SPRINGFIELD, Ill. – Standing up for adults with autism, state Rep. Michelle Mussman, D-Schaumburg, is co-sponsoring legislation that would require insurance companies to cover the cost of anesthetics used for dental care if the patient has been diagnosed with an autism spectrum disorder.
“People with developmental disabilities like autism have to overcome many challenges, including the high costs of healthcare services and dental care,” said Mussman. “A trip to the dentist can be expensive for anyone, but for patients with autism, it can be extremely difficult to get the care they need without acquiring undue financial burdens. Because individuals with autism may find it difficult to sit through an entire procedure, anesthetics may need to be used, adding significant costs to their bill.”
Mussman is co-sponsoring House Bill 273, which would require insurance companies to cover the cost of anesthetics for patients with autism who are 19 or older. The legislation would also require Medicaid to cover the cost of the anesthetics if the patient is a Medicaid recipient. Currently, insurance companies are required to cover the cost of anesthetics for patients with autism if they are under the age of 19, but Mussman wants to ensure that, regardless of the individual’s age, they can still receive the care they need without additional costs.
During her time in office, Mussman has routinely fought to ensure that people with developmental disabilities have support systems in place that ease the burdens they may face. Individuals with autism can undergo extreme stress when visiting the dentist, often resulting in the use of anesthetics for routine procedures. People with autism can also have difficulties maintaining their dental hygiene, which may lead to more serious procedures and increased stress on the patient. Mussman believes that individuals with autism and other developmental disabilities should not have to shoulder the cost of a procedure that is necessary for them to receive basic healthcare services.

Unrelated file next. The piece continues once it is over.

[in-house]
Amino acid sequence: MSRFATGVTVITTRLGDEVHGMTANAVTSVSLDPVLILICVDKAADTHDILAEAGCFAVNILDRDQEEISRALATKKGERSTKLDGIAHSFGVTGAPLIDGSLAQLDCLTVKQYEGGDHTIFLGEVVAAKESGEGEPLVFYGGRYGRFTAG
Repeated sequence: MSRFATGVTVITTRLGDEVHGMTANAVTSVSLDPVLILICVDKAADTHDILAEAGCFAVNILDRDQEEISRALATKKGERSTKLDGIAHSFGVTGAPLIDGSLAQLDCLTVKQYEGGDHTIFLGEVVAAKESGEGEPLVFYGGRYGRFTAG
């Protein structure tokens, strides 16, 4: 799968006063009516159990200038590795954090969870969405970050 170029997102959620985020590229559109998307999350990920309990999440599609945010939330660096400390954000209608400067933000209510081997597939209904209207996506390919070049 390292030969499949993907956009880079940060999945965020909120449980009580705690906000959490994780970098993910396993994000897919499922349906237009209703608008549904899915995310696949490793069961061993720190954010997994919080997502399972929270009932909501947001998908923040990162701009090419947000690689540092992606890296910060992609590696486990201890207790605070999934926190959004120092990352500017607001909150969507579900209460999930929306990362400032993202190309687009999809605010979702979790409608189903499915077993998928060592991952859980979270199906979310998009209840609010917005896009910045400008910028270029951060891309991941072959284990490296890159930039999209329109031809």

“There are many people in our community and across the state who have developmental disabilities that make it more difficult for them to receive basic care, such as dental work,” said Mussman. “They already have to overcome obstacles that many other people do not have to face, and we should be working together to reduce as many of those obstacles as possible, which includes ensuring access to necessary healthcare services.”